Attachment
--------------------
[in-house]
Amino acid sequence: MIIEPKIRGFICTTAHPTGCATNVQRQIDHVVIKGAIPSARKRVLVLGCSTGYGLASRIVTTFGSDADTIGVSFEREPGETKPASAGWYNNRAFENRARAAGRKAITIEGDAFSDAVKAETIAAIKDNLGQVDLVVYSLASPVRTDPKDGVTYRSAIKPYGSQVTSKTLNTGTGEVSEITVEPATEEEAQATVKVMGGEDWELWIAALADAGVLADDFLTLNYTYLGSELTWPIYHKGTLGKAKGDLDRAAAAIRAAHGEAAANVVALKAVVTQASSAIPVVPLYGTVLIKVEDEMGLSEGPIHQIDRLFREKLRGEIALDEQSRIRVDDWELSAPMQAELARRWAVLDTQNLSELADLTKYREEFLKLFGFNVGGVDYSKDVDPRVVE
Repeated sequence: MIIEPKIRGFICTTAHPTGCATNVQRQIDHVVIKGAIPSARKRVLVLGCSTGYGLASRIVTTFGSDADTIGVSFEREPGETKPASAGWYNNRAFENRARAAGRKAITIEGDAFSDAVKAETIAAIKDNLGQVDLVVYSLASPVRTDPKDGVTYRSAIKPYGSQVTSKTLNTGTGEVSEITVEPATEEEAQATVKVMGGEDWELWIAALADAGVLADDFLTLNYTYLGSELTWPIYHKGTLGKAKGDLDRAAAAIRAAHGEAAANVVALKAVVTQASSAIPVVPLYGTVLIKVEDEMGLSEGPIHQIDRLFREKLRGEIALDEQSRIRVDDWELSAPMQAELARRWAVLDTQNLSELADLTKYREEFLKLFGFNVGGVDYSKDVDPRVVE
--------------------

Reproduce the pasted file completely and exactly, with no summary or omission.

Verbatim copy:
[in-house]
Amino acid sequence: MIIEPKIRGFICTTAHPTGCATNVQRQIDHVVIKGAIPSARKRVLVLGCSTGYGLASRIVTTFGSDADTIGVSFEREPGETKPASAGWYNNRAFENRARAAGRKAITIEGDAFSDAVKAETIAAIKDNLGQVDLVVYSLASPVRTDPKDGVTYRSAIKPYGSQVTSKTLNTGTGEVSEITVEPATEEEAQATVKVMGGEDWELWIAALADAGVLADDFLTLNYTYLGSELTWPIYHKGTLGKAKGDLDRAAAAIRAAHGEAAANVVALKAVVTQASSAIPVVPLYGTVLIKVEDEMGLSEGPIHQIDRLFREKLRGEIALDEQSRIRVDDWELSAPMQAELARRWAVLDTQNLSELADLTKYREEFLKLFGFNVGGVDYSKDVDPRVVE
Repeated sequence: MIIEPKIRGFICTTAHPTGCATNVQRQIDHVVIKGAIPSARKRVLVLGCSTGYGLASRIVTTFGSDADTIGVSFEREPGETKPASAGWYNNRAFENRARAAGRKAITIEGDAFSDAVKAETIAAIKDNLGQVDLVVYSLASPVRTDPKDGVTYRSAIKPYGSQVTSKTLNTGTGEVSEITVEPATEEEAQATVKVMGGEDWELWIAALADAGVLADDFLTLNYTYLGSELTWPIYHKGTLGKAKGDLDRAAAAIRAAHGEAAANVVALKAVVTQASSAIPVVPLYGTVLIKVEDEMGLSEGPIHQIDRLFREKLRGEIALDEQSRIRVDDWELSAPMQAELARRWAVLDTQNLSELADLTKYREEFLKLFGFNVGGVDYSKDVDPRVVE